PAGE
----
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I'm fairly new to programming and I've been working with Python for a few months now. I'm trying to get a concept to work with Stackless, but just can't figure out how (though I've written other test scripts that work with Stackless).

Anywho, as a boiled down example consider the following code that runs through a list and finds all permutations (edit: n-dimensional cartesian products) of it by calling the same function recursively.

def traverseList(theList,temp,solutions,level=1):
    if level != len(theList):
        for x in theList:
            temp.append(x)
            traverseList(theList,temp,solutions,level+1)
            temp.pop()
    else:
        for x in theList:
            temp.append(x)
            solutions.append(temp[:])
            temp.pop()

myList = ["a",None,2,"gamma",8] #the list doesn't always have just numbers
solutionList = []
tempList = []

traverseList(myList,tempList,solutionList)
print("%s... %s" %(solutionList[0], solutionList[-1]))

which yields:

['a', 'a', 'a', 'a', 'a']... [8, 8, 8, 8, 8]

So far it seems that the only examples I find with Stackless and recursion have the function sending information out at the end of the function after it's all done. Never in the middle of a for loop, as would be necessary in the above.

How the heck would I do this? How would I turn this into a script that would run with tasklets rather than recursive functions? (This version is the best I can come up with, but it fails no matter how I arrange it. This is one of many tries, I may as well throw spaghetti up against a wall at this point.)

Bonus e-cookie for a way to do it without a bounceBack function - I haven't yet been able to find a way to have a single tasklet pass information to itself multiple times without one.

Thanks for your time!

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2  
I know literally nothing about Stackless Python, but I feel I should make a couple of minor notes. First, I'd advise against using main as a variable name. Second, this doesn't compute permutations, it computes the n-dimensional cartesian product of an n-element list. (There are only 120 permutations of a 5-element list.) Third, recursion and concurrency are not at all the same. Sorry I can't help with the main problem you're having! –  senderle Jun 10 '11 at 3:44
1  
For using 'main', that makes sense, I'll keep it in mind. As to the cartesian product... I can't promise I'll remember the word, but I'll try to remember the difference. Same for the differences between recursion and concurrency. It's tough to get all the words right when teaching one's self, but I'll do my best. Thanks! –  squid808 Jun 10 '11 at 12:13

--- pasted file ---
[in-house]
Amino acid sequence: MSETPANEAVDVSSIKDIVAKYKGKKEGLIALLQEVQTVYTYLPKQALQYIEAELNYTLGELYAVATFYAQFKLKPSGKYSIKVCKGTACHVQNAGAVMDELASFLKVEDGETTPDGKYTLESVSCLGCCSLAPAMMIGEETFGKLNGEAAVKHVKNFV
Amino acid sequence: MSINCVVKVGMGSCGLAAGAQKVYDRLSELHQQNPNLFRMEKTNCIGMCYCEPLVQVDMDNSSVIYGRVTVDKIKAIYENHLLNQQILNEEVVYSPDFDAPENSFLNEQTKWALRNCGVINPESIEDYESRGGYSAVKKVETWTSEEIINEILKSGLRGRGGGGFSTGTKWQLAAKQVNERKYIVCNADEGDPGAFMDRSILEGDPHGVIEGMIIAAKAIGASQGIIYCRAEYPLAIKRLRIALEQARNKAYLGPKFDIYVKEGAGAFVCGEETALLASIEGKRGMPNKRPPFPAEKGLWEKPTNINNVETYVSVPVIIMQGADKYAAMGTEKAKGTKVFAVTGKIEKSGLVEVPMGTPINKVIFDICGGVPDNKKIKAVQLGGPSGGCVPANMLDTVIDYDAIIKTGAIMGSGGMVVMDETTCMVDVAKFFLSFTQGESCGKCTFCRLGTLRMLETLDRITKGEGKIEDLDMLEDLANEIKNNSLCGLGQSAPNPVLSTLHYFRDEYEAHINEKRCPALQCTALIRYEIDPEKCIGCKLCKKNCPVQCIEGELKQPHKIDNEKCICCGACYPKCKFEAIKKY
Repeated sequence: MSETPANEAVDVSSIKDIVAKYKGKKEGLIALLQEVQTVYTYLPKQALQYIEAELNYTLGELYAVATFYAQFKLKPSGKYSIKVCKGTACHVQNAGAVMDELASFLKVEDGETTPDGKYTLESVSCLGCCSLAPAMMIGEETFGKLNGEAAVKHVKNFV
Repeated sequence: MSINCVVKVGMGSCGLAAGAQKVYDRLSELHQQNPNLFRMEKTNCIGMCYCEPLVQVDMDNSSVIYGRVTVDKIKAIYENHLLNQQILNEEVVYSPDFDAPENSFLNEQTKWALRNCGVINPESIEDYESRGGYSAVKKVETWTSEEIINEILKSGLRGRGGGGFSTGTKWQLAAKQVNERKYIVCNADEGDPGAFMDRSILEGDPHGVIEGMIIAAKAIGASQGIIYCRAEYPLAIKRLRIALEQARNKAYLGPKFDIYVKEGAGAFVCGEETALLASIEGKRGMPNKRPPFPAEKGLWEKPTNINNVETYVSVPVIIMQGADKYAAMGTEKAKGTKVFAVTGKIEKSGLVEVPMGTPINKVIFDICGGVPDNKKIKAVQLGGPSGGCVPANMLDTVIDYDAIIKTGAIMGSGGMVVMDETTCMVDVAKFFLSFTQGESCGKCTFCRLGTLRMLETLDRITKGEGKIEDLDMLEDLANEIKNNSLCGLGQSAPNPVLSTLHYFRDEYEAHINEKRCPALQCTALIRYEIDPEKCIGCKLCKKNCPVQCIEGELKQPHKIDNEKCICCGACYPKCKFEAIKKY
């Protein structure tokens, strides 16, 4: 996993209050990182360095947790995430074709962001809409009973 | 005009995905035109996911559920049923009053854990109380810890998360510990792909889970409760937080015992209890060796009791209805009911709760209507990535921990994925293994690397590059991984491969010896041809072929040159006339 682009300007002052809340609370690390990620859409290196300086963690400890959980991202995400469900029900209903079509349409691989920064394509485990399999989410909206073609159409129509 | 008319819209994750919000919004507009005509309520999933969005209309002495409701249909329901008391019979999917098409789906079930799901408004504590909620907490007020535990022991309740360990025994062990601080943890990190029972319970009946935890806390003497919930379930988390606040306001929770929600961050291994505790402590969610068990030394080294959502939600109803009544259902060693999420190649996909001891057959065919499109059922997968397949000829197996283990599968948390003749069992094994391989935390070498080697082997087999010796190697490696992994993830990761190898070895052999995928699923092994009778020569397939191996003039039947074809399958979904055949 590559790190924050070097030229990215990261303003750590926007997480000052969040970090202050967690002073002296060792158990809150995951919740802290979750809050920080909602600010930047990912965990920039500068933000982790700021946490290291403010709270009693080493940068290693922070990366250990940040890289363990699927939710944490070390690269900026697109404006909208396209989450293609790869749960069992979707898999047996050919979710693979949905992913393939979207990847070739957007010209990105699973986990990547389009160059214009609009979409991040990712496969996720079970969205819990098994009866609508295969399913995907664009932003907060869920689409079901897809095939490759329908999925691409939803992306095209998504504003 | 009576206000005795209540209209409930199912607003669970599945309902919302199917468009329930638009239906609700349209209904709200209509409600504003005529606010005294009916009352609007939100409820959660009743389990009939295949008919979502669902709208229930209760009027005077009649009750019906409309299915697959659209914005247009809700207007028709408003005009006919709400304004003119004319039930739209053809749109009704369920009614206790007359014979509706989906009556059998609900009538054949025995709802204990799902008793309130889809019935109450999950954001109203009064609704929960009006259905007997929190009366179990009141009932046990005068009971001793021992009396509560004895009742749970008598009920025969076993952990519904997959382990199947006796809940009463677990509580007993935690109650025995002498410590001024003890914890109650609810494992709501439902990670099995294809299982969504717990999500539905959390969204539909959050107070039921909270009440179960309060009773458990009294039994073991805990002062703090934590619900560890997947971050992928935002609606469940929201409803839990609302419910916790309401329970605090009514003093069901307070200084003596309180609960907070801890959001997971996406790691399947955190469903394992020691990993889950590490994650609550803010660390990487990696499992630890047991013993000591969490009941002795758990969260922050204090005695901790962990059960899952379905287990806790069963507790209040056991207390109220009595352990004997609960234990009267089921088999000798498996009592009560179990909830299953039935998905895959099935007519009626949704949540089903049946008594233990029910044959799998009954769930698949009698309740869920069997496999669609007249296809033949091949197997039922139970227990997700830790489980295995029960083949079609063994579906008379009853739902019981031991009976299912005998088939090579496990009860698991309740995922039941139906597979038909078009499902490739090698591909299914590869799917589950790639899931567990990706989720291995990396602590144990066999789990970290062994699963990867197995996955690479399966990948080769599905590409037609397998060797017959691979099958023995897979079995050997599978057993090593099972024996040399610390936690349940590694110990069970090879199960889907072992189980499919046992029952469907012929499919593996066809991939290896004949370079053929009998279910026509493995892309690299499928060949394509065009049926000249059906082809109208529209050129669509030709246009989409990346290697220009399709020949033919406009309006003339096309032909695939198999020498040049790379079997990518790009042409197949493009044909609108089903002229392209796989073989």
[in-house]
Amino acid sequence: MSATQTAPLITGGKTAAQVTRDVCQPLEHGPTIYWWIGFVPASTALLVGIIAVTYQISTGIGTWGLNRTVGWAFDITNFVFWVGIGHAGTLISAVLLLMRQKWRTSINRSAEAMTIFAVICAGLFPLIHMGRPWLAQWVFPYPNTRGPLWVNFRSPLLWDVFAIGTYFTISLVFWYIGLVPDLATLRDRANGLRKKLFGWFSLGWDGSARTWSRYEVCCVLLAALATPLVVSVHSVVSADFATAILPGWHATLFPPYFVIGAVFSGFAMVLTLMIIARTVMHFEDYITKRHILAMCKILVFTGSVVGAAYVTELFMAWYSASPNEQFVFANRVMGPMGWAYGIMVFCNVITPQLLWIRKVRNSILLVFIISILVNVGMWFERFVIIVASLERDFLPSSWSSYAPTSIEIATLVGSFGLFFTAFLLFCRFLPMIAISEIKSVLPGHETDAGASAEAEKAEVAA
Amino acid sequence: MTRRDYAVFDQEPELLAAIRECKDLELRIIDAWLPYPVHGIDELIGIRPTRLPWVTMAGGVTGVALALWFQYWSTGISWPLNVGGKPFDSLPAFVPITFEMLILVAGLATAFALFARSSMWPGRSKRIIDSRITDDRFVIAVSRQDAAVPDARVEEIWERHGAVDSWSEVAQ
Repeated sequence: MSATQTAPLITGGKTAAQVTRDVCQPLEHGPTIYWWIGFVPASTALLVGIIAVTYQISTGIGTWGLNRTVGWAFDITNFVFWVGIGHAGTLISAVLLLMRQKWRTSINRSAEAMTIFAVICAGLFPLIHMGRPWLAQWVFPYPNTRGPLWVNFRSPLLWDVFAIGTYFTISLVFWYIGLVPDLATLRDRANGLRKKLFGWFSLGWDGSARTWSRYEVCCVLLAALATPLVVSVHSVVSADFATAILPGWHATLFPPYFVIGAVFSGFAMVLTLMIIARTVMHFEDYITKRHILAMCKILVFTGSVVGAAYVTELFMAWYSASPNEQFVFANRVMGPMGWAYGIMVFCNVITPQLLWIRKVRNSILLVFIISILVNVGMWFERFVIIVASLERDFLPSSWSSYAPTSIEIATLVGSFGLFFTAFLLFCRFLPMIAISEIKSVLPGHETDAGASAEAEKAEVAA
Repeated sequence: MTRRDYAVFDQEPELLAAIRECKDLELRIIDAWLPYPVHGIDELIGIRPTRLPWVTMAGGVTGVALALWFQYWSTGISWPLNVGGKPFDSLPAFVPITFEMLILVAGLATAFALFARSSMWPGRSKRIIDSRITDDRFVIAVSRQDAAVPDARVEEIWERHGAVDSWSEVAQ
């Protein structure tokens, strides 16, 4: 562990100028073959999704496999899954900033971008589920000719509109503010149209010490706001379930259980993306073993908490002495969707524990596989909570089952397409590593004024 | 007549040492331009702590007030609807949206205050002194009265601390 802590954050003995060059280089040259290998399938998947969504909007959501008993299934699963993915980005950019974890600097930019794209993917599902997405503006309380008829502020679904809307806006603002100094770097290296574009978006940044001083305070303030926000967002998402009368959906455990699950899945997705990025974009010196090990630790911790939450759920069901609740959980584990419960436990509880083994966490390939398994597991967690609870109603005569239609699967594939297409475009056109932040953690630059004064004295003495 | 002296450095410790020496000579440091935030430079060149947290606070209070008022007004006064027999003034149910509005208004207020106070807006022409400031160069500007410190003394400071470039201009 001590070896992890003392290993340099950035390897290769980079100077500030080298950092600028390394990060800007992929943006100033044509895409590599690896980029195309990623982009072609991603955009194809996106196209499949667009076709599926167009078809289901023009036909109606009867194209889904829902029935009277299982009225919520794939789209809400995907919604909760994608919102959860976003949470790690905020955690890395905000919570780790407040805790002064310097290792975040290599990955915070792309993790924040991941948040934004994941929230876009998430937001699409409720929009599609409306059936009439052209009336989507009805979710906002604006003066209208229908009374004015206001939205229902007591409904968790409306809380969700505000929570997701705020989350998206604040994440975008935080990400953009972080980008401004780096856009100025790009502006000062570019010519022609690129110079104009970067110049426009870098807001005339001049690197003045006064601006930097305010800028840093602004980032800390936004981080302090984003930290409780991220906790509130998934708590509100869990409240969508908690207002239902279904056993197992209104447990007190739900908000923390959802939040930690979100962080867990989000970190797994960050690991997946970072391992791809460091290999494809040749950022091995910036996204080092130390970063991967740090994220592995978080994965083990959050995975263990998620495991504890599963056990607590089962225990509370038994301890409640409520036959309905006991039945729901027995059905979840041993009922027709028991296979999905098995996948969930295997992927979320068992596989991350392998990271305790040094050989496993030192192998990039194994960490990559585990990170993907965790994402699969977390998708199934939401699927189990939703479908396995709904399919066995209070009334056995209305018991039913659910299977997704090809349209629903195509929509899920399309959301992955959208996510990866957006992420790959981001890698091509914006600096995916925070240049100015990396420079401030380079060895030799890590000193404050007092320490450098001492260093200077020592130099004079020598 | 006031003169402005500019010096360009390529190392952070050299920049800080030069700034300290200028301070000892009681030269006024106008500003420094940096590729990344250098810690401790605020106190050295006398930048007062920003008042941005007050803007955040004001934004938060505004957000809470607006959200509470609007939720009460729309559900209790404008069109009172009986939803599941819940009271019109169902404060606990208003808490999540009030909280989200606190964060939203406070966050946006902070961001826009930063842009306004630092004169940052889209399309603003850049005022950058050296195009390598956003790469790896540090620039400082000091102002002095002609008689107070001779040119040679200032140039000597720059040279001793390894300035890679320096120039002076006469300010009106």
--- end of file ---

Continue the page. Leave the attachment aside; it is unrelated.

2 Answers 2

I think you want to research "generators" (i.e. "yield" python keyword). Basically a generator lets you pause in the middle of a function call and sort of return the result. When the function is "called" again it resumes at the line just after the "yield". When you finally "return" you are done.

Here's some example code for you:

def myGen(*x):
  for elem in x:
    print "in myGen"
    yield elem

def myFn(*x):
  ret = []
  for elem in x:
    print "in myFn"
    ret.append(x)
  return x


for e in myGen(1,2,3,4,5):
  print e

for e in myFn(1,2,3,4,5):
  print e

The output is below. Notice in the generator case (myGen), the "in myGen" is printed alternating with the print of the list. But in the myFn of course "in myFn" is printed out first.

in myGen
1
in myGen
2
in myGen
3
in myGen
4
in myGen
5
in myFn
in myFn
in myFn
in myFn
in myFn
1
2
3
4
5
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I've used generators and yields, but I don't see how this would help me. Yes, a generator can pause after a yield until called again, but that would be part of the problem. In order for Stackless to call on the same tasklet again, the tasklet needs to be in a free and listening position. The generator would just be paused, and not really accepting new input. –  squid808 Jun 21 '11 at 14:43

If I've understood your question right and since you already have your method in place, plugging this in would work

import stackless as s
channel = s.channel()
s.tasklet(traverseList)(myList,tempList,solutionList)
s.run()
print("%s... %s" %(solutionList[0], solutionList[-1]))

Alternatively you could use *args / **kwargs in the parameters list to the tasklet

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